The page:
Researchers perform fastest measurements ever made of ion channel proteins
The miniaturization of electronics continues to create unprecedented capabilities in computer and communications applications, enabling handheld wireless devices with tremendous computing performance operating on battery power. This same miniaturization of electronic systems is also creating new opportunities in biotechnology and biophysics. A team of researchers at Columbia Engineering has used miniaturized electronics to measure the activity of individual ion-channel proteins with temporal resolution as fine as one microsecond, producing the fastest recordings of single ion channels ever performed. Ion channels are biomolecules that allow charged atoms to flow in and out of cells, and they are an important work-horse in cell signaling, sensing, and energetics. They are also being explored for nanopore sequencing applications. As the "transistors" of living systems, they are the target of many drugs, and the ability to perform such fast measurements of these proteins will lead to new understanding of their functions.
The researchers have designed a custom integrated circuit to perform these measurements, in which an artificial cell membrane and ion channel are attached directly to the surface of the amplifier chip. The results are described in a paper published online May 1, 2013, in Nano Letters.
"Scientists have been measuring single ion channels using large rack-mount electronic systems for the last 30 years," says Jacob Rosenstein, the lead author on the paper. Rosenstein was a PhD student in electrical engineering at the School at the time this work was done, and is now an assistant professor at Brown University. "By designing a custom microelectronic amplifier and tightly integrating the ion channel directly onto the amplifier chip surface, we are able to reduce stray capacitances that get in the way of making fast measurements."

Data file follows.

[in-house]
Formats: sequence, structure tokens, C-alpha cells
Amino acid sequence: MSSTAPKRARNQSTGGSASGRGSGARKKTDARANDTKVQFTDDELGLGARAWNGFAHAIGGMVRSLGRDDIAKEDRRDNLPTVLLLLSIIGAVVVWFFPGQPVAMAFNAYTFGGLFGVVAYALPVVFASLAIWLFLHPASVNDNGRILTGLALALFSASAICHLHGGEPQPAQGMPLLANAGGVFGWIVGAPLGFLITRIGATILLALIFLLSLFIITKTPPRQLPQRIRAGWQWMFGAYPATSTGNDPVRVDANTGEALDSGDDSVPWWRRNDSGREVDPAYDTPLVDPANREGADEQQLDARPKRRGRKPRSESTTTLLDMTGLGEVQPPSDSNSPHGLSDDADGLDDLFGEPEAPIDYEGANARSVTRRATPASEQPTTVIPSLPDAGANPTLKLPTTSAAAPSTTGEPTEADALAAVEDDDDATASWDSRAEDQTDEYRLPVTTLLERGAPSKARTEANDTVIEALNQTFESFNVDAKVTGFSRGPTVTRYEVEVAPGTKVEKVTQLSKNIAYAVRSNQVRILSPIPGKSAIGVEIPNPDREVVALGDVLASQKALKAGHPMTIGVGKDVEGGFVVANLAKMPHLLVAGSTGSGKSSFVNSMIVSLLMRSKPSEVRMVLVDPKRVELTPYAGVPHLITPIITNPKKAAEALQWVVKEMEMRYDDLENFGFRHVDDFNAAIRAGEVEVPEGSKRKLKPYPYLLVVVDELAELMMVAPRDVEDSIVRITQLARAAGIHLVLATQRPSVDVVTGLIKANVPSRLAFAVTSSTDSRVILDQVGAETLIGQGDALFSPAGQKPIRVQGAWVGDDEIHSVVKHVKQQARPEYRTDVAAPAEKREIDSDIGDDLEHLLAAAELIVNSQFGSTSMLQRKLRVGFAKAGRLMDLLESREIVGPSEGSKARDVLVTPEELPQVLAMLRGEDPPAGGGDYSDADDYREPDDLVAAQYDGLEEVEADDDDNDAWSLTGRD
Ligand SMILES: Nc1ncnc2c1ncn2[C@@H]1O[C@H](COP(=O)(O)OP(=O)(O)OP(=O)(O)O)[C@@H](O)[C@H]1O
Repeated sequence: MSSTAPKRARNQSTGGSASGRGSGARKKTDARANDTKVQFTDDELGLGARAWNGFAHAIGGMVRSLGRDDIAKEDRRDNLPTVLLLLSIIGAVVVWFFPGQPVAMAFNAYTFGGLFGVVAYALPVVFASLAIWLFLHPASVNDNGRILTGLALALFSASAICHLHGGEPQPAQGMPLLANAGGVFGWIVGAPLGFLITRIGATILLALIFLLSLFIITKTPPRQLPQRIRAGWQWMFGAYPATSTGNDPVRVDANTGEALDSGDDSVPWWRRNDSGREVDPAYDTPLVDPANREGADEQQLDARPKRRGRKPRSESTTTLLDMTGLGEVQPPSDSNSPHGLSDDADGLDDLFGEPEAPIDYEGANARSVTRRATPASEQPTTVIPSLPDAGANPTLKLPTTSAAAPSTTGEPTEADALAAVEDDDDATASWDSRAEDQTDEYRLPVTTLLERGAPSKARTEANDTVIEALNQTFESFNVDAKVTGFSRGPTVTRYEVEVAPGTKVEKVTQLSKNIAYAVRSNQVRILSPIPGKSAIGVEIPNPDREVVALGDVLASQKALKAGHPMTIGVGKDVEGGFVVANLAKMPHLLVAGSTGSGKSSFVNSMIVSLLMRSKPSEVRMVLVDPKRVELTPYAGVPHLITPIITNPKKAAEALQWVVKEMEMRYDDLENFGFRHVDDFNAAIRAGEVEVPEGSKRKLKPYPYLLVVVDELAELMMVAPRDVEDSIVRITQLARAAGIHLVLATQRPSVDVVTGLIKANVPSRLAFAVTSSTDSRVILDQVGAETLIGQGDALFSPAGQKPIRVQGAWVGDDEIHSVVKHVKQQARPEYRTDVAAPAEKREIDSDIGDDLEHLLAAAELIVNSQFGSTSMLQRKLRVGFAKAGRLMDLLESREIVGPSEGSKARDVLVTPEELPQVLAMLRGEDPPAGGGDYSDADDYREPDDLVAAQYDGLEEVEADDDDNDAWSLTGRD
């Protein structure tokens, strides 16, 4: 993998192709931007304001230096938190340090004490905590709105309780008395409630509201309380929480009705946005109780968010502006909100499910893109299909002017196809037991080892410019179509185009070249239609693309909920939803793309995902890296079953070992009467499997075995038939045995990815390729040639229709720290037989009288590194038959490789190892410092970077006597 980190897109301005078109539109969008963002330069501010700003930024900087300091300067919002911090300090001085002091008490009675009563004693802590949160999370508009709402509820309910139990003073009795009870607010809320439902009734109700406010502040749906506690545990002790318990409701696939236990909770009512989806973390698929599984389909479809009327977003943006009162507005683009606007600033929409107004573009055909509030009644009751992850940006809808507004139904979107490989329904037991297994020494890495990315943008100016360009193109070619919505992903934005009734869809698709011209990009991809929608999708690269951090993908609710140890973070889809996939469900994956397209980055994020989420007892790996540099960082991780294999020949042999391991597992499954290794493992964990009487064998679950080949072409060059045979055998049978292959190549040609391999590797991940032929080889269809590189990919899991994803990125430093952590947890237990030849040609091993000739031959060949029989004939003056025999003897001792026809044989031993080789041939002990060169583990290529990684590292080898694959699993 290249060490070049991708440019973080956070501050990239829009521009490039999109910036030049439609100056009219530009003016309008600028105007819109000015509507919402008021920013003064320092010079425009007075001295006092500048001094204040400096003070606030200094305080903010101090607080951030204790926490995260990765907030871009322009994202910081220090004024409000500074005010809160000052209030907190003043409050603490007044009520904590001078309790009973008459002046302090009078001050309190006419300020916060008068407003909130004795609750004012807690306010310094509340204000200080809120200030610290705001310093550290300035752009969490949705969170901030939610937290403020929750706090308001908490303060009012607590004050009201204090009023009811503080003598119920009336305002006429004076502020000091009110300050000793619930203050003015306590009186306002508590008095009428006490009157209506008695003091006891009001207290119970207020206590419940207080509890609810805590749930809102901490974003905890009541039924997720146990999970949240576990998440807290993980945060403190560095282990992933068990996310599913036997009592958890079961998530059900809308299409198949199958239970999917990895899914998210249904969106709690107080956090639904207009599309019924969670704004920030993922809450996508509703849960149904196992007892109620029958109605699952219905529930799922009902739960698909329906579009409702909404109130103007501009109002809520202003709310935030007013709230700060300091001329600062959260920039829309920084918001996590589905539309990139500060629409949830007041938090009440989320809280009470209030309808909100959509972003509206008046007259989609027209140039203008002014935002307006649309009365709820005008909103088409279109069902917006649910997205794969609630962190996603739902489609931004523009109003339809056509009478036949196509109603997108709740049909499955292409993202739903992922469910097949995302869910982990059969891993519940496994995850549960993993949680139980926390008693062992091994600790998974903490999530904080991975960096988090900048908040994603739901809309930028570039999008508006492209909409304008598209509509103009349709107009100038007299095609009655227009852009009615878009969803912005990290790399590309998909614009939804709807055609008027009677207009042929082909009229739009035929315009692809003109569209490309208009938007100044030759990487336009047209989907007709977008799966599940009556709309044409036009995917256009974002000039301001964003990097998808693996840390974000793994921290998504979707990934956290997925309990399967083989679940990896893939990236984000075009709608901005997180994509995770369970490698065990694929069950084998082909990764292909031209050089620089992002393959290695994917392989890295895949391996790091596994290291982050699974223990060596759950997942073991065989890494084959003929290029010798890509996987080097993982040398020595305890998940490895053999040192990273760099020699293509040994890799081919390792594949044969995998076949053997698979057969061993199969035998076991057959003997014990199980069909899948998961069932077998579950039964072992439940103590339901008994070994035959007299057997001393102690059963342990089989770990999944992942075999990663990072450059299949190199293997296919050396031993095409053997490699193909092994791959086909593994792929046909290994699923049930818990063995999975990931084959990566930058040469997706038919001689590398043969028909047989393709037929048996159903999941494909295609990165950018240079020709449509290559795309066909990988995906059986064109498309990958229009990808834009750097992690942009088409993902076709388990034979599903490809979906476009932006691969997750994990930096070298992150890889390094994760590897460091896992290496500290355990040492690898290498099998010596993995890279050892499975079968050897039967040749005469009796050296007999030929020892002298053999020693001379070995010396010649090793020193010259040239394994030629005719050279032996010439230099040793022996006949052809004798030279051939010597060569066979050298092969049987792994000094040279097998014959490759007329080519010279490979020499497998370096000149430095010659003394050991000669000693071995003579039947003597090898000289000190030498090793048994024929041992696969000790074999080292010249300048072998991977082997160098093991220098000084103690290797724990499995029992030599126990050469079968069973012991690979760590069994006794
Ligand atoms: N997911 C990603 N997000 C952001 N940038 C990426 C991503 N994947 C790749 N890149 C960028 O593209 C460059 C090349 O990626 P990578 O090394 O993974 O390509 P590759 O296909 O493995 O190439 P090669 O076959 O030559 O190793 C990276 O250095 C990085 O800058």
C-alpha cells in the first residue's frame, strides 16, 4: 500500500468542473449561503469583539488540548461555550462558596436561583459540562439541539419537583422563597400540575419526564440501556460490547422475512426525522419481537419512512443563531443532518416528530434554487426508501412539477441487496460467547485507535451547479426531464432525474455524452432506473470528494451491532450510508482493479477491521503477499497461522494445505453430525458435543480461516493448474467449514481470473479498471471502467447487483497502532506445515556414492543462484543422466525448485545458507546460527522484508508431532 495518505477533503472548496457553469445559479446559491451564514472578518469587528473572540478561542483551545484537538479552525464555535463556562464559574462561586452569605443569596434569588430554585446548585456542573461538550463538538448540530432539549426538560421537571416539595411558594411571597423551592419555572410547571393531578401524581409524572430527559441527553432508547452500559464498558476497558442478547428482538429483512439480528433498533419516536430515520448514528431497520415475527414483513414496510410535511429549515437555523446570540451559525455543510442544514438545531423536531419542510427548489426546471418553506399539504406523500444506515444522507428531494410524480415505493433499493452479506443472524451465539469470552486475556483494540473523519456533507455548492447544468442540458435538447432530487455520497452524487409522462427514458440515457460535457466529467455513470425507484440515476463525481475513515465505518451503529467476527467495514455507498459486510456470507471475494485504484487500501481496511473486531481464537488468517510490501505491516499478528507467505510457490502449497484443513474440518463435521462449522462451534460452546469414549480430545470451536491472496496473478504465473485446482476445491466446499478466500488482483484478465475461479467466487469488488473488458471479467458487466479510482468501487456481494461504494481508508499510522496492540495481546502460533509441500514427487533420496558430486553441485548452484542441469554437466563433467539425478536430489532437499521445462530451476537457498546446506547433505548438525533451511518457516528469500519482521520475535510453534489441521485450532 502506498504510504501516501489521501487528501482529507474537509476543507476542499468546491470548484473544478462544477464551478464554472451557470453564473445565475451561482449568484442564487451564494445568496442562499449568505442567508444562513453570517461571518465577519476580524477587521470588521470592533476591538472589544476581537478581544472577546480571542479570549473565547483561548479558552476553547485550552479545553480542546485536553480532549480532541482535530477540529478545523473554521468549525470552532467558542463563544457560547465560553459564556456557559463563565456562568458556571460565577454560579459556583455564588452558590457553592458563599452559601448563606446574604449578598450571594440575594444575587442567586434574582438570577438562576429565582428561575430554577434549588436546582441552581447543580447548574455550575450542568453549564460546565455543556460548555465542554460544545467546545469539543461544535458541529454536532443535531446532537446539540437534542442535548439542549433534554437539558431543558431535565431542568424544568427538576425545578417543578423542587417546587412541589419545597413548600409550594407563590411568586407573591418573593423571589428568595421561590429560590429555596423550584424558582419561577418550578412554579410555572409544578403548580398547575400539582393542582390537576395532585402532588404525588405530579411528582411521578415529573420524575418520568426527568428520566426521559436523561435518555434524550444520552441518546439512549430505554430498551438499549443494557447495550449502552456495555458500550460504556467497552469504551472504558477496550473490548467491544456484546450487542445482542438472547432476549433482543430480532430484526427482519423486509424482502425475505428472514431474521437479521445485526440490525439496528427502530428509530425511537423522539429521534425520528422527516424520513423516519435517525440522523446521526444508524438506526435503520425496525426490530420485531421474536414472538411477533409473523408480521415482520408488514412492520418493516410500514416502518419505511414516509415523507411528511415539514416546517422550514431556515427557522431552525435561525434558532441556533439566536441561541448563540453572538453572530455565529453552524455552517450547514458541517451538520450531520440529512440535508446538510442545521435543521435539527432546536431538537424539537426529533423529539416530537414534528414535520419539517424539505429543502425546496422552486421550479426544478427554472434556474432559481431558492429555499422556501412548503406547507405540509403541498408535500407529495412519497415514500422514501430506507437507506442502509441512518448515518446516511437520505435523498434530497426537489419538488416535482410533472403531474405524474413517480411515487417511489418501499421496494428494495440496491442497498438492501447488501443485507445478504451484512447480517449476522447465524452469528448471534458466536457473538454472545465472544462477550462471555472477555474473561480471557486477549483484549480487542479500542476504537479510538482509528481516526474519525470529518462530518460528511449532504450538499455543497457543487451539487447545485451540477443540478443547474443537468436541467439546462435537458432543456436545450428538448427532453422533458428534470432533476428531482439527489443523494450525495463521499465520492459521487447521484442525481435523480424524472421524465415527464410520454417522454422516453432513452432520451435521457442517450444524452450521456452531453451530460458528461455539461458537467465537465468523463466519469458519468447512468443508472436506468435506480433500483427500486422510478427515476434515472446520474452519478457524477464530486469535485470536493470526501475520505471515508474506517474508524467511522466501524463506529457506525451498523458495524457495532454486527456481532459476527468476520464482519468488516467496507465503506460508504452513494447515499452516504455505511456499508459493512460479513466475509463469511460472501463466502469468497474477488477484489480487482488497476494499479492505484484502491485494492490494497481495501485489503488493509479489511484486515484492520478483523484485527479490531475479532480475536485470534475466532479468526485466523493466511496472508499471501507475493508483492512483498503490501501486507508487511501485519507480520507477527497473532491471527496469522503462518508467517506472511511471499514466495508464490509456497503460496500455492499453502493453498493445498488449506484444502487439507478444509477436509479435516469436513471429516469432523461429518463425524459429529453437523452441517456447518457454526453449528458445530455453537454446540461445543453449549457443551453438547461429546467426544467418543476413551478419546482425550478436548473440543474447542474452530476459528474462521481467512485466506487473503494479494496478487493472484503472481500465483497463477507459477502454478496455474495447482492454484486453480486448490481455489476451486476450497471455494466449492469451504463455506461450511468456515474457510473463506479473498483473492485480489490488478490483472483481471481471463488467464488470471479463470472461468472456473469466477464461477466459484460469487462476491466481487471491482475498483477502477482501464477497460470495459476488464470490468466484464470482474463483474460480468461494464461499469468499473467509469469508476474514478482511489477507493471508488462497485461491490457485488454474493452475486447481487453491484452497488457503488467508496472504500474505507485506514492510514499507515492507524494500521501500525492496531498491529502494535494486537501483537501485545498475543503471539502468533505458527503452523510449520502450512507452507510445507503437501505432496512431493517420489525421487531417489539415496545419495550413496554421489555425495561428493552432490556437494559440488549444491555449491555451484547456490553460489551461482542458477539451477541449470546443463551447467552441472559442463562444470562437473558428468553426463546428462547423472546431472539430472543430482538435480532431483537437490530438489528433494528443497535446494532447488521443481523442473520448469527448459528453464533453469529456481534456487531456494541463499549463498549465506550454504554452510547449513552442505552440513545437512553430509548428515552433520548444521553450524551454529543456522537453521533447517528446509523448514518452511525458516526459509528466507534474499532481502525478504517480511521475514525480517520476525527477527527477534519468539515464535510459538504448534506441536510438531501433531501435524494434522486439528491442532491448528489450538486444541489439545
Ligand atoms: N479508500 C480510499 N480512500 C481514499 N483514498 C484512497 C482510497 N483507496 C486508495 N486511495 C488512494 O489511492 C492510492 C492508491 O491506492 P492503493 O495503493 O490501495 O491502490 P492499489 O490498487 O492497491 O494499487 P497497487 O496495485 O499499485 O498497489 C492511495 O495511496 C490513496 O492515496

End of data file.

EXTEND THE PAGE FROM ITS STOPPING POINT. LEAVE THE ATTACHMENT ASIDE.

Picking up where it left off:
"This work builds on other efforts in my laboratory to study the properties of individual molecules using custom electronics designed for this purpose," says Ken Shepard, professor of electrical engineering at the School and Rosenstein's adviser. The Shepard group continues to find ways to speed up these single-molecule measurements. "In some cases," he adds, "we may be able to speed things up to be a million times faster than current techniques."
This work was funded by the National Institutes of Health and the National Science Foundation.
Source: Columbia University
- Fastest measurements ever made of ion channel proteinsfrom Science DailyMon, 20 May 2013, 17:00:20 EDT
- Researchers perform fastest measurements ever made of ion channel proteinsfrom PhysorgMon, 20 May 2013, 15:31:27 EDT
Latest Science NewsletterGet the latest and most popular science news articles of the week in your Inbox! It's free!
Check out our next project, Biology.Net
From other science news sites
Popular science news articles
- Actions on climate change bring better health, study says
- Cheater, cheater: UGA study shows what happens when employees feel excluded at work
- Infant solar system shows signs of windy weather
- Study: Antifreeze proteins in Antarctic fishes prevent freezing…and melting
- Plant variants point the way to improved biofuel production
- Ancient mammal relatives were active at night 100 million years before origin of mammals
- Walking fish reveal how our ancestors evolved onto land
- New DNA study unravels the settlement history of the New World Arctic
- Electric current to brain boosts memory
- Radio telescopes settle controversy over distance to Pleiades